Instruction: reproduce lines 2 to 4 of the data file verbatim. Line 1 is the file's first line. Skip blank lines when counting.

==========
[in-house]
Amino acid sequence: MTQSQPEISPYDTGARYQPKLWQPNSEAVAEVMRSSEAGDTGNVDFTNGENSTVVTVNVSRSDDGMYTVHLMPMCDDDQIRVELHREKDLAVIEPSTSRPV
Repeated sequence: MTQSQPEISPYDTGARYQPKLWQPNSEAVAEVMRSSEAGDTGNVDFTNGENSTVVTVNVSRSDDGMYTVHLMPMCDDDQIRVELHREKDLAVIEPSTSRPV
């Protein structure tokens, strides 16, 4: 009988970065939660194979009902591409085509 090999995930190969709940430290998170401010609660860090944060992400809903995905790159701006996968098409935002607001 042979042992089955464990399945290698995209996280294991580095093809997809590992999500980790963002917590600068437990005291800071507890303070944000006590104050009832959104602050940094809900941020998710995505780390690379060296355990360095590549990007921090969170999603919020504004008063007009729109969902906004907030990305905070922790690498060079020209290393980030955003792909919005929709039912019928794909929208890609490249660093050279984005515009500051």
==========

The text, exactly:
Amino acid sequence: MTQSQPEISPYDTGARYQPKLWQPNSEAVAEVMRSSEAGDTGNVDFTNGENSTVVTVNVSRSDDGMYTVHLMPMCDDDQIRVELHREKDLAVIEPSTSRPV
Repeated sequence: MTQSQPEISPYDTGARYQPKLWQPNSEAVAEVMRSSEAGDTGNVDFTNGENSTVVTVNVSRSDDGMYTVHLMPMCDDDQIRVELHREKDLAVIEPSTSRPV
């Protein structure tokens, strides 16, 4: 009988970065939660194979009902591409085509 090999995930190969709940430290998170401010609660860090944060992400809903995905790159701006996968098409935002607001 042979042992089955464990399945290698995209996280294991580095093809997809590992999500980790963002917590600068437990005291800071507890303070944000006590104050009832959104602050940094809900941020998710995505780390690379060296355990360095590549990007921090969170999603919020504004008063007009729109969902906004907030990305905070922790690498060079020209290393980030955003792909919005929709039912019928794909929208890609490249660093050279984005515009500051």